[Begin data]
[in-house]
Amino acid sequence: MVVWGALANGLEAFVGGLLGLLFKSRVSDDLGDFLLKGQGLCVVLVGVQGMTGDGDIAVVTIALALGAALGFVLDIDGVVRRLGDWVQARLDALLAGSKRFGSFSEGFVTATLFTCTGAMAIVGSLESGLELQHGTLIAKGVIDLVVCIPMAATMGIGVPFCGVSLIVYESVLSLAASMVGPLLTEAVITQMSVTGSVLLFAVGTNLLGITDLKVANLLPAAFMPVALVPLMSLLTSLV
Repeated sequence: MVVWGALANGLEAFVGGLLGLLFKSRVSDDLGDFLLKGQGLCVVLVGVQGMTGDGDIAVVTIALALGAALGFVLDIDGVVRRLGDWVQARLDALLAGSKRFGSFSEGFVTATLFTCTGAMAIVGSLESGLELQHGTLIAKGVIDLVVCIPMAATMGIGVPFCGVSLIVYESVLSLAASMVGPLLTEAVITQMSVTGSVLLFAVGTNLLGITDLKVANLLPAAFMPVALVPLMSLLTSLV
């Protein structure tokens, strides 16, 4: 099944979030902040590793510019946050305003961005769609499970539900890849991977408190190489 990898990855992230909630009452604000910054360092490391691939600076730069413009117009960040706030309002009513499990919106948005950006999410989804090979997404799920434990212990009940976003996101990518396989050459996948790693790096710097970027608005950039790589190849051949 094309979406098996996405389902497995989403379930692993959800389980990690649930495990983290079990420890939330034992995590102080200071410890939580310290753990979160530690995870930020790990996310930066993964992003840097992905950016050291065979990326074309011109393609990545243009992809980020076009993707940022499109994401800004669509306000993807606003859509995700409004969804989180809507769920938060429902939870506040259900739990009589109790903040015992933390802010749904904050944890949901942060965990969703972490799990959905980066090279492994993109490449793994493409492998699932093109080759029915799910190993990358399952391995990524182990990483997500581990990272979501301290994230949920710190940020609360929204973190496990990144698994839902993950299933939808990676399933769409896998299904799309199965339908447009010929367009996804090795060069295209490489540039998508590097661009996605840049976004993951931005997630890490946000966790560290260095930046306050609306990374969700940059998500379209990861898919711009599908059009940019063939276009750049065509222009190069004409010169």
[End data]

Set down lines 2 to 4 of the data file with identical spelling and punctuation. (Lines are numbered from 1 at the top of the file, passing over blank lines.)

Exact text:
Amino acid sequence: MVVWGALANGLEAFVGGLLGLLFKSRVSDDLGDFLLKGQGLCVVLVGVQGMTGDGDIAVVTIALALGAALGFVLDIDGVVRRLGDWVQARLDALLAGSKRFGSFSEGFVTATLFTCTGAMAIVGSLESGLELQHGTLIAKGVIDLVVCIPMAATMGIGVPFCGVSLIVYESVLSLAASMVGPLLTEAVITQMSVTGSVLLFAVGTNLLGITDLKVANLLPAAFMPVALVPLMSLLTSLV
Repeated sequence: MVVWGALANGLEAFVGGLLGLLFKSRVSDDLGDFLLKGQGLCVVLVGVQGMTGDGDIAVVTIALALGAALGFVLDIDGVVRRLGDWVQARLDALLAGSKRFGSFSEGFVTATLFTCTGAMAIVGSLESGLELQHGTLIAKGVIDLVVCIPMAATMGIGVPFCGVSLIVYESVLSLAASMVGPLLTEAVITQMSVTGSVLLFAVGTNLLGITDLKVANLLPAAFMPVALVPLMSLLTSLV
């Protein structure tokens, strides 16, 4: 099944979030902040590793510019946050305003961005769609499970539900890849991977408190190489 990898990855992230909630009452604000910054360092490391691939600076730069413009117009960040706030309002009513499990919106948005950006999410989804090979997404799920434990212990009940976003996101990518396989050459996948790693790096710097970027608005950039790589190849051949 094309979406098996996405389902497995989403379930692993959800389980990690649930495990983290079990420890939330034992995590102080200071410890939580310290753990979160530690995870930020790990996310930066993964992003840097992905950016050291065979990326074309011109393609990545243009992809980020076009993707940022499109994401800004669509306000993807606003859509995700409004969804989180809507769920938060429902939870506040259900739990009589109790903040015992933390802010749904904050944890949901942060965990969703972490799990959905980066090279492994993109490449793994493409492998699932093109080759029915799910190993990358399952391995990524182990990483997500581990990272979501301290994230949920710190940020609360929204973190496990990144698994839902993950299933939808990676399933769409896998299904799309199965339908447009010929367009996804090795060069295209490489540039998508590097661009996605840049976004993951931005997630890490946000966790560290260095930046306050609306990374969700940059998500379209990861898919711009599908059009940019063939276009750049065509222009190069004409010169």